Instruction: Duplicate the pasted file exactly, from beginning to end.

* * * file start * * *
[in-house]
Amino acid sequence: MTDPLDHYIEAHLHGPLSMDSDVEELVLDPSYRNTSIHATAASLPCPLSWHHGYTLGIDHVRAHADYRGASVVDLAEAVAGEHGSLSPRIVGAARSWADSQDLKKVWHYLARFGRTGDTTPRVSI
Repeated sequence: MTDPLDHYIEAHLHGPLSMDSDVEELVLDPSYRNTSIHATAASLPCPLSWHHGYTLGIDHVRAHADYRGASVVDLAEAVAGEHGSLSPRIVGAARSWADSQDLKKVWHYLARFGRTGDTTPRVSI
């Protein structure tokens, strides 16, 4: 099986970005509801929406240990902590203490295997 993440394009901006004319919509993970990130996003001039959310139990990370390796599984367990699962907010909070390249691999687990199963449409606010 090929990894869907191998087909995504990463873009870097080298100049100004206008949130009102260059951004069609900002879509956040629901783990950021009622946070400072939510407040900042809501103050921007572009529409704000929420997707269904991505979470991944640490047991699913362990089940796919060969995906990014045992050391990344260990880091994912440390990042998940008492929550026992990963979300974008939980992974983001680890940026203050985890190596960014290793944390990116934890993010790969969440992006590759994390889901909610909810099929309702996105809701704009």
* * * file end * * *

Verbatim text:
[in-house]
Amino acid sequence: MTDPLDHYIEAHLHGPLSMDSDVEELVLDPSYRNTSIHATAASLPCPLSWHHGYTLGIDHVRAHADYRGASVVDLAEAVAGEHGSLSPRIVGAARSWADSQDLKKVWHYLARFGRTGDTTPRVSI
Repeated sequence: MTDPLDHYIEAHLHGPLSMDSDVEELVLDPSYRNTSIHATAASLPCPLSWHHGYTLGIDHVRAHADYRGASVVDLAEAVAGEHGSLSPRIVGAARSWADSQDLKKVWHYLARFGRTGDTTPRVSI
């Protein structure tokens, strides 16, 4: 099986970005509801929406240990902590203490295997 993440394009901006004319919509993970990130996003001039959310139990990370390796599984367990699962907010909070390249691999687990199963449409606010 090929990894869907191998087909995504990463873009870097080298100049100004206008949130009102260059951004069609900002879509956040629901783990950021009622946070400072939510407040900042809501103050921007572009529409704000929420997707269904991505979470991944640490047991699913362990089940796919060969995906990014045992050391990344260990880091994912440390990042998940008492929550026992990963979300974008939980992974983001680890940026203050985890190596960014290793944390990116934890993010790969969440992006590759994390889901909610909810099929309702996105809701704009």